High Frequency VCO Design and Schematics

 

Iulian Rosu, YO3DAC – VA3IUL, http://www.qsl.net/va3iul/

pdf version

 

This note will review the process by which VCO (Voltage Controlled Oscillator) designers choose their oscillator’s topology and devices based on performance requirements, components types and DC power requirements.

            Basic oscillator design specifications often require a given output power into a specified load at the design frequency. The drive level and bias current set the fundamental output current and the oscillation frequency is set by the resonator components.

Transistor selection of the transistor should consider noise, frequency, and power requirements. Based on the particular device, the design may account for parasitics of the device affecting resonator components as well as nonlinear performance specifications.

All the VCO schematics presented below were practical build using the Infineon SiGe transistor BFP420, and any of them can be re-tuned for different frequency ranges changing varicaps and LC tank values.

 

VCO Specifications

 

Phase Noise varies typically by 3dB with temperature, in the –55ºC to +85ºC range.

  

In order to lower the VCO Phase Noise, a number of rules should be respected:

 

There is a trade-off between the Q factor of the oscillator, its size and its price. The low Q-Factor of an LC tank and its component tolerances  needs careful design for phase noise without individual readjustment of the oscillators.

Usually a larger resonator will have a higher Q (e.g. a quarter wavelength coaxial resonator).

A bipolar transistor biased at a low collector current will keep the flicker corner frequency to a minimum, typically around 6 to 15 KHz (Most semi-conductor manufacturers can provide the frequency corner (fc) of their devices as well as the 1/f characteristic.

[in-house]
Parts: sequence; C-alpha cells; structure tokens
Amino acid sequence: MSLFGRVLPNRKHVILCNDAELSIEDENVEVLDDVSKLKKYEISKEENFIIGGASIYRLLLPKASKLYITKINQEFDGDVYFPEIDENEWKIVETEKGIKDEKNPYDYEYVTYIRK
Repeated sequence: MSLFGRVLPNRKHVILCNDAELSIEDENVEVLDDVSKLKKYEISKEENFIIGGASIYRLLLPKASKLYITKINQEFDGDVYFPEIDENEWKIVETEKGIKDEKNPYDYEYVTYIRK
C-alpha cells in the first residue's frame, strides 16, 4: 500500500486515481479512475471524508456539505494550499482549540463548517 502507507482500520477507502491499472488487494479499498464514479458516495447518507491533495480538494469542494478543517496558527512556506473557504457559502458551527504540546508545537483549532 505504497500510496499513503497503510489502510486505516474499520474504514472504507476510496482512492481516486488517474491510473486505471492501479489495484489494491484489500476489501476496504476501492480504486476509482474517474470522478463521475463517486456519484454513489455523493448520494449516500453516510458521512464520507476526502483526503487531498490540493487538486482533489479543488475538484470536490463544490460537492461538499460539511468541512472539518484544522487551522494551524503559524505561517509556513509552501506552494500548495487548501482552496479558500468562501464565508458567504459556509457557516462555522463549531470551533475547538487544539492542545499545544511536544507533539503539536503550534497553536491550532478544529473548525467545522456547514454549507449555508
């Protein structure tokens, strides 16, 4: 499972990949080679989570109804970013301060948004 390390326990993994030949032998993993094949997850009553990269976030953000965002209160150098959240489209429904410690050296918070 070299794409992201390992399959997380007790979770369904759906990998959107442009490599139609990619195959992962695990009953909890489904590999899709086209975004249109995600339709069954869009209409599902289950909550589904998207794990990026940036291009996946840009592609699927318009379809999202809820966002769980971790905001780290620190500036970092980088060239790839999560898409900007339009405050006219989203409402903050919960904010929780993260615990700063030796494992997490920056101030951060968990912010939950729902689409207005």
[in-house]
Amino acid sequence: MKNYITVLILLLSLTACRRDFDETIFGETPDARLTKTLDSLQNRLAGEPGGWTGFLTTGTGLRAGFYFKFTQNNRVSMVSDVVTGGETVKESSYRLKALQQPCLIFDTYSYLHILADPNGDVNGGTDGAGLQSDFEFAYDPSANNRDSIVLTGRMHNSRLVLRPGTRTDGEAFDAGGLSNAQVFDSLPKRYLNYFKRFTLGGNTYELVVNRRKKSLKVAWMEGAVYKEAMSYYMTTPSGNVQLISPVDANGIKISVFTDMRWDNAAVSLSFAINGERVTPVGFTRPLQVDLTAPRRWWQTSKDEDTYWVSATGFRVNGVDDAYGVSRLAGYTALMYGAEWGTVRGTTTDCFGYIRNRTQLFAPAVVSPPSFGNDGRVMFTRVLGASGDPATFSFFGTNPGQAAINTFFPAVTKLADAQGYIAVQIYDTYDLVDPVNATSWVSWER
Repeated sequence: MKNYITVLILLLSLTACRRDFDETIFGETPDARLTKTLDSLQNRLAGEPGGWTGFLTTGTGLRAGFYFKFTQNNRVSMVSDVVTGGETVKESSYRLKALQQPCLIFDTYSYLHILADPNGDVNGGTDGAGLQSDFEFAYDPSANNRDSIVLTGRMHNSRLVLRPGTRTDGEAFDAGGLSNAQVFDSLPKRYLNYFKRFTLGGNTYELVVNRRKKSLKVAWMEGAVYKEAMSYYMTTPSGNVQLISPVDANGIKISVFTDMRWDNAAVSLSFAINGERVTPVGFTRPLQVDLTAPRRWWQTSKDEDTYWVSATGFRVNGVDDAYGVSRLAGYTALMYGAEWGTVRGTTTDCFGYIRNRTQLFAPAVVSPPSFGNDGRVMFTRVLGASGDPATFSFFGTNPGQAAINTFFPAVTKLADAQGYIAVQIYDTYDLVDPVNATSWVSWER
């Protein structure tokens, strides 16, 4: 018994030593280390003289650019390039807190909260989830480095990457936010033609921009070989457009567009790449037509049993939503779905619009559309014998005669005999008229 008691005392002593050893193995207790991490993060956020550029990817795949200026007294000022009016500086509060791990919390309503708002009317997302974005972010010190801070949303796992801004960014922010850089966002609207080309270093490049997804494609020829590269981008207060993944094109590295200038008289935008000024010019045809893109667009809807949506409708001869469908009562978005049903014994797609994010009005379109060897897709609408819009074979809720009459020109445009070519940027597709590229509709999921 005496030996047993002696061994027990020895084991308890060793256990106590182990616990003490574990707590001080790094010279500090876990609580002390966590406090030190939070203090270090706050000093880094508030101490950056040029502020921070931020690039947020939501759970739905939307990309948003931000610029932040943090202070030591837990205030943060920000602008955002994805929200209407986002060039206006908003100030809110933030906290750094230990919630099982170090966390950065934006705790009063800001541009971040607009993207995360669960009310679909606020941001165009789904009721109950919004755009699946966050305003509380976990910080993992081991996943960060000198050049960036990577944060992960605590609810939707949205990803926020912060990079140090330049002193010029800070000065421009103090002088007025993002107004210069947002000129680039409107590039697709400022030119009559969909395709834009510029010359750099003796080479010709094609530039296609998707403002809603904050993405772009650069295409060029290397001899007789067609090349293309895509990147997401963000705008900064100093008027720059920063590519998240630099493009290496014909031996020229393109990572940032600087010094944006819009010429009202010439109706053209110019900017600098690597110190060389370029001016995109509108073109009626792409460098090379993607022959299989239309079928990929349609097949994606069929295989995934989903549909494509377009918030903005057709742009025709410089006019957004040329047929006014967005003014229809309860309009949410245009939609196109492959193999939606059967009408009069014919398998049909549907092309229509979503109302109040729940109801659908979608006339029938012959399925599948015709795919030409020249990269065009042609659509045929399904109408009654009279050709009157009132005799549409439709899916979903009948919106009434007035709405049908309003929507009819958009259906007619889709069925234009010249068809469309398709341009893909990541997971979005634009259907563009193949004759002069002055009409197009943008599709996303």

In order to increase the power at the input of the oscillator, the current has to be increased. However, a low current consumption is critical to preserving battery life and keeping a low fc. In a practical application, the current will be set  based on output power required to drive the system (typically a mixer), and then the Phase Noise will need to be achieved through other means.

- The abrupt tuning diodes will provide a very high Q and will also operate over a very wide tuning voltage range (0 to 60 V). The abrupt tuning diode provides the best phase noise performance because of its high quality factor.

- The hyperabrupt tuning diodes, because of their linear voltage vs. capacitance characteristic, will provide a much more linear tuning characteristic than the abrupt diodes. These are the best choice for wide band tuning VCO's. An octave tuning range can be covered in less than 20 V tuning range. Their disadvantage is that they have a much lower Q and therefore provide a phase noise characteristic higher than that provided by the abrupt diodes.

This is the most challenging compromise because the thermal noise from the equivalent noise resistance of the varactor works together with the tuning gain of the VCO to generate phase noise. This compromise will be the limiting factor determining the phase noise performance.

 

VCO Topologies

 

Parallel Tuned Colpitts VCO

 

There are 3 types of BJT Colpitts VCOs. Common-Collector, Common-Emitter and Common-Base.

The most used is Common-Collector configuration where the output is often taken from the collector terminal, simply acting as a buffer for the oscillator connection at the base-emitter terminals.

This is the only Colpitts arrangement in which the load is not part of the three-terminal model or the oscillator equation; though care must be taken to ensure that the collector output voltage does not significantly feedback through the base-collector junction capacitance.